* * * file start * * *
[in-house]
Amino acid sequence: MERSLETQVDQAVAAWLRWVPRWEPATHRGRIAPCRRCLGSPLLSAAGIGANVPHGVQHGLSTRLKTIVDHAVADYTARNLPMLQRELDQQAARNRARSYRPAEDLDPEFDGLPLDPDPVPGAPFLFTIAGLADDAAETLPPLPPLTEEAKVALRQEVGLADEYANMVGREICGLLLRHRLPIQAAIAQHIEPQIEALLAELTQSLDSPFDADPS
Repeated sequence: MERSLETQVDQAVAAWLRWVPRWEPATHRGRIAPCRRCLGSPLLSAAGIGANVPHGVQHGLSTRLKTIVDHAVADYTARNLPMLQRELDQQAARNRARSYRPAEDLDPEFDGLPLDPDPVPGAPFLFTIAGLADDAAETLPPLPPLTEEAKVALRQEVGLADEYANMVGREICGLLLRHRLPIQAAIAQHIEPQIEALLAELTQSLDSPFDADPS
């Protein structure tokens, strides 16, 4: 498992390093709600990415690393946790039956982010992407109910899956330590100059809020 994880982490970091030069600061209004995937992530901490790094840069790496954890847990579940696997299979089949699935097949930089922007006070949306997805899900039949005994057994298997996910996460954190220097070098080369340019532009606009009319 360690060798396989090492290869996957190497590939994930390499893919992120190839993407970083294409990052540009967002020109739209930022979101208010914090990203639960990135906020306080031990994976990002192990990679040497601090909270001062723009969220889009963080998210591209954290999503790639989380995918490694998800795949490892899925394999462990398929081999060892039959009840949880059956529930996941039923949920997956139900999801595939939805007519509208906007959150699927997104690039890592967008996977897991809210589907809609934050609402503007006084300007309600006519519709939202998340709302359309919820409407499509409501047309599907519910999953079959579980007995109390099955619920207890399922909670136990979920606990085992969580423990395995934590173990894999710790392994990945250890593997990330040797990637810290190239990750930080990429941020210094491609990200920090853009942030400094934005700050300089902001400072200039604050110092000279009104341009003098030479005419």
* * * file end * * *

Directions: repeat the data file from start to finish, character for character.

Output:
[in-house]
Amino acid sequence: MERSLETQVDQAVAAWLRWVPRWEPATHRGRIAPCRRCLGSPLLSAAGIGANVPHGVQHGLSTRLKTIVDHAVADYTARNLPMLQRELDQQAARNRARSYRPAEDLDPEFDGLPLDPDPVPGAPFLFTIAGLADDAAETLPPLPPLTEEAKVALRQEVGLADEYANMVGREICGLLLRHRLPIQAAIAQHIEPQIEALLAELTQSLDSPFDADPS
Repeated sequence: MERSLETQVDQAVAAWLRWVPRWEPATHRGRIAPCRRCLGSPLLSAAGIGANVPHGVQHGLSTRLKTIVDHAVADYTARNLPMLQRELDQQAARNRARSYRPAEDLDPEFDGLPLDPDPVPGAPFLFTIAGLADDAAETLPPLPPLTEEAKVALRQEVGLADEYANMVGREICGLLLRHRLPIQAAIAQHIEPQIEALLAELTQSLDSPFDADPS
């Protein structure tokens, strides 16, 4: 498992390093709600990415690393946790039956982010992407109910899956330590100059809020 994880982490970091030069600061209004995937992530901490790094840069790496954890847990579940696997299979089949699935097949930089922007006070949306997805899900039949005994057994298997996910996460954190220097070098080369340019532009606009009319 360690060798396989090492290869996957190497590939994930390499893919992120190839993407970083294409990052540009967002020109739209930022979101208010914090990203639960990135906020306080031990994976990002192990990679040497601090909270001062723009969220889009963080998210591209954290999503790639989380995918490694998800795949490892899925394999462990398929081999060892039959009840949880059956529930996941039923949920997956139900999801595939939805007519509208906007959150699927997104690039890592967008996977897991809210589907809609934050609402503007006084300007309600006519519709939202998340709302359309919820409407499509409501047309599907519910999953079959579980007995109390099955619920207890399922909670136990979920606990085992969580423990395995934590173990894999710790392994990945250890593997990330040797990637810290190239990750930080990429941020210094491609990200920090853009942030400094934005700050300089902001400072200039604050110092000279009104341009003098030479005419």